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Can’t Remember Your Password?

Welcome to subconscious encryption, the ultimate private security.

In this month’s Nautilus story, “Safecracking the Brain,” I dug into the work of two research groups that are stealing tips from cryptology to better understand how our brains work. While reporting that story, I came across a scientist who’s taking the opposite approach: using tricks of the brain to design stronger encryption tools. His name is Hristo Bojinov, and he has figured out a way for the subconscious mind to learn and store long passwords—with the conscious mind none the wiser.

One of the most effective ways to undermine a security system is with a so-called “rubber hose attack,” in which the attacker forces a person who knows the code to reveal it—for example, a thief taking someone at gunpoint to an ATM to withdraw money.

Bojinov, a graduate student in Dan Boneh’s computer science lab at Stanford University, has been working with cognitive psychologists at Northwestern University to prevent rubber hose attacks. Their solution allows you to learn a code not with conscious, explicit memory—which is vulnerable to outside pressures—but rather with implicit memory, which you’re not consciously aware of, and therefore, could never be compelled to divulge.

One of the most effective ways to undermine a security system is with a “rubber hose attack.”

We use implicit, or so-called “procedural memories” all the time. People ride bikes, play pianos, and type on keyboards without ever consciously recalling the steps to do so. Unlike explicit memories, which our conscious mind encodes in the hippocampus, amygdala, and frontal cortex (among other areas), procedural memory is thought to be managed mostly by the striatum and basal ganglia, deep regions of the brain involved in forming habits and motor control. Bojinov created a computer game that allows the player to use this deep muscle memory to learn a 30-character password.

The game looks something like the popular video game Guitar Hero. (You can play it here.) Balls fall vertically down six different columns, each labeled at the bottom with a different letter. The goal for the player is to press the correct letter just before the ball reaches the bottom of the column.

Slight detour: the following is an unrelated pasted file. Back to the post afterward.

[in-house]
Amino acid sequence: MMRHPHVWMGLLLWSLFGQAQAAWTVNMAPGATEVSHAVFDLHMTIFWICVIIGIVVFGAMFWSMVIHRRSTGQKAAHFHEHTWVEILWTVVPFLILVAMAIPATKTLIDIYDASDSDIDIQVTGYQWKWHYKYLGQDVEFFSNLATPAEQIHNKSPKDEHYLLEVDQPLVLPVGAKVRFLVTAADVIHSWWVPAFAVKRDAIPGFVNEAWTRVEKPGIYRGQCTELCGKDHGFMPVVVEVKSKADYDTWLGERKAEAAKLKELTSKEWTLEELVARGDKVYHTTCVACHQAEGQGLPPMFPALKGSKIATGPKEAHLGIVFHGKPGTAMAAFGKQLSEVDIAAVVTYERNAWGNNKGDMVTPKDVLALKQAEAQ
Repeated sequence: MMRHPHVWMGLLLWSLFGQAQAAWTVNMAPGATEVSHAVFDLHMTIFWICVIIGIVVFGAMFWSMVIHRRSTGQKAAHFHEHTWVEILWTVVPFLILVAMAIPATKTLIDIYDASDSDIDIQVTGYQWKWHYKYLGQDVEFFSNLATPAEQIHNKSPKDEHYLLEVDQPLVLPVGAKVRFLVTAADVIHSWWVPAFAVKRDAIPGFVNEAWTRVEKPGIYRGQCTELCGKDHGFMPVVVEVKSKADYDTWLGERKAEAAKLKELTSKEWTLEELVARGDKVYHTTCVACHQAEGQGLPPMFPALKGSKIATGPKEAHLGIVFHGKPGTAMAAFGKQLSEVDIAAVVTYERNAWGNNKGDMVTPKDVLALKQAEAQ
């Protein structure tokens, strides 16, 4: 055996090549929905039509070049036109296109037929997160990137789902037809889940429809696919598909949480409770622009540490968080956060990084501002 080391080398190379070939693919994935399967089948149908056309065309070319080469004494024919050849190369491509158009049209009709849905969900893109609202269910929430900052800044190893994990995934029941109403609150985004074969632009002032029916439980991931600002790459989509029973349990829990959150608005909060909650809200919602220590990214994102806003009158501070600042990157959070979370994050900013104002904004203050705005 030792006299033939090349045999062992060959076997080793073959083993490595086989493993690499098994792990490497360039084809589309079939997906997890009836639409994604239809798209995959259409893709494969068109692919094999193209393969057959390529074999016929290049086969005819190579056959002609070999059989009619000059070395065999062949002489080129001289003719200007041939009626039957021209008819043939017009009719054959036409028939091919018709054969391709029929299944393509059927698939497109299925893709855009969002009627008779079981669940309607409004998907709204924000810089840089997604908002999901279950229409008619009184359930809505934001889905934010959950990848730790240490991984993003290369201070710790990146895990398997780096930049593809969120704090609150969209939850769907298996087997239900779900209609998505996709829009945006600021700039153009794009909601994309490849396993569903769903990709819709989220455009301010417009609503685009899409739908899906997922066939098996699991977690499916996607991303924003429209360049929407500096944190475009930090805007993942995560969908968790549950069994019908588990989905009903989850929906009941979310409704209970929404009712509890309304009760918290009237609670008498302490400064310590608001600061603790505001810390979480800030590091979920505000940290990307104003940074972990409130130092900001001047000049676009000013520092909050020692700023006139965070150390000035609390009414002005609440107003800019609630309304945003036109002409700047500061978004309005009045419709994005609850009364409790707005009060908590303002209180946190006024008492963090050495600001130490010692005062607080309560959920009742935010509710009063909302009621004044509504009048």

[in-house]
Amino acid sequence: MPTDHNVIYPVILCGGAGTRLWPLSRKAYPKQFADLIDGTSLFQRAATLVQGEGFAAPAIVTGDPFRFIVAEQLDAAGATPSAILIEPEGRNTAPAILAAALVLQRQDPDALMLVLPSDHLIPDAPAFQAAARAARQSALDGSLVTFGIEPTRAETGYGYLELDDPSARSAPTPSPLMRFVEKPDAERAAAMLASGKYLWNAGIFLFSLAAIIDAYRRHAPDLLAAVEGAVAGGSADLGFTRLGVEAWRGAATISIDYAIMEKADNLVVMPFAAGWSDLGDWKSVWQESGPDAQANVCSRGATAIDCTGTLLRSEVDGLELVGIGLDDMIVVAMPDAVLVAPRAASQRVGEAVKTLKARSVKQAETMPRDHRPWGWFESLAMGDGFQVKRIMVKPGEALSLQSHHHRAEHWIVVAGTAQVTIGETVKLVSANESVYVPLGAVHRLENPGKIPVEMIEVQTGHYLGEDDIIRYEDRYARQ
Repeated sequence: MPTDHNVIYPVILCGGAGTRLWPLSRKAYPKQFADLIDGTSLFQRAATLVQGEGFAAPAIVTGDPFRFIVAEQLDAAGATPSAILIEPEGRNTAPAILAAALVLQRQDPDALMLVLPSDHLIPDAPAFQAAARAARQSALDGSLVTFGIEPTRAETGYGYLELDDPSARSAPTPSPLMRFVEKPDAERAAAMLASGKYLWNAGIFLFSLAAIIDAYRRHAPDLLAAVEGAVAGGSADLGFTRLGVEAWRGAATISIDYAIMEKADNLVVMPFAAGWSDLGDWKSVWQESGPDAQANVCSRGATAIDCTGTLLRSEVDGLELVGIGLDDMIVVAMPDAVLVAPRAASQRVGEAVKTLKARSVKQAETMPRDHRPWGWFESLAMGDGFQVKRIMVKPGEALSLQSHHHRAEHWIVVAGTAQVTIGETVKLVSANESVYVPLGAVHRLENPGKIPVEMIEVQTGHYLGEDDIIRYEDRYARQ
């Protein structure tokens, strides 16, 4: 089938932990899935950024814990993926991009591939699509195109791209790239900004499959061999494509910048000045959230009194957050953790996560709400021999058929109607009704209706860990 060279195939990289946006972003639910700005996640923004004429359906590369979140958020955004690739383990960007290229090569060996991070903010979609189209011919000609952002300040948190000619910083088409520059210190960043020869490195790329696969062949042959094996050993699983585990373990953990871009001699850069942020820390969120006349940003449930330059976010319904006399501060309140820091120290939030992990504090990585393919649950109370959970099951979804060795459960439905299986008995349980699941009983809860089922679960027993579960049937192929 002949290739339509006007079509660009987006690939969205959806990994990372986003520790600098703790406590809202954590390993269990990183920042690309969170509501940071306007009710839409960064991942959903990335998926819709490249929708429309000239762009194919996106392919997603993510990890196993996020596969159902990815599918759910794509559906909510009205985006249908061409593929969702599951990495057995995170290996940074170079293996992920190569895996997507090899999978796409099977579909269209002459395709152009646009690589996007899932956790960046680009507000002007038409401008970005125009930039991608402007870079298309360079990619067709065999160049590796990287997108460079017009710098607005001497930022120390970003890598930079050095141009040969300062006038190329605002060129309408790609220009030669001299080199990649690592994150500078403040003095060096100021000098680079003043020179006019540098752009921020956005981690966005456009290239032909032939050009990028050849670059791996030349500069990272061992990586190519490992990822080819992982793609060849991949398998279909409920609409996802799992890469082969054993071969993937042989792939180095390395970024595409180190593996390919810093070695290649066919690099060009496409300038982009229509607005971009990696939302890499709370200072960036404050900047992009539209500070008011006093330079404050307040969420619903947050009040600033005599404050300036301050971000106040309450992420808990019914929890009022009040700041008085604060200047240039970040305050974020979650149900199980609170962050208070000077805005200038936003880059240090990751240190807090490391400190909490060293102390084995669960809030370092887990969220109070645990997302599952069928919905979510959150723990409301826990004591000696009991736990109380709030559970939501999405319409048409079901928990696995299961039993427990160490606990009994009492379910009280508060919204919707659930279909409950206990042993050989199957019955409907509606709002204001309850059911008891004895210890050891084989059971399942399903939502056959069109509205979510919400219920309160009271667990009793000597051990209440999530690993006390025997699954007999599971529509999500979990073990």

Unknown to the players, the letters they’re typing form a repeating 30-character sequence. Over the course of a 30- to 60-minute game session, they press the keys thousands of times, essentially teaching their fingers a very long password that they’d never be able to consciously recall. The game is repetitive and requires a lot of focus, Bojinov says. “I wouldn’t say it’s fun, exactly, but it’s completely do-able.”

Bojinov tested this game on several hundred participants using Mechanical Turk, a service from Amazon.com that allows people to earn money for rote computer jobs. A few weeks after the training session, he had the same participants play the game again. This time, some of the sequences in the game matched the previously learned password, whereas others were new. The players’ accuracy for the learned sequences was slightly but significantly (5 to 10 percent) better than for the unfamiliar sequences, Bojinov says. In other words, their fingers had learned the key. If this game were required before, say, getting access to a protected Web page, the software would be able to detect authenticated users from hackers by comparing their speeds on the password sequences versus random sequences that they had not practiced before.

A couple of companies have been in touch with the researchers expressing interest in using these methods for password encryption, Bojinov says, but he wants to do a lot more tweaking before testing it in the commercial world. For example, he wants to figure out how much time it takes for a player to forget the password, how many refresher sessions might be needed to retain the memory, and whether one person could learn several sequences at once. “We want to understand better what the capabilities are of the brain,” Bojinov says. “Then we can figure out the real-world applications.”


Virginia Hughes is a science journalist specializing in neuroscience, genetics, and medicine. 

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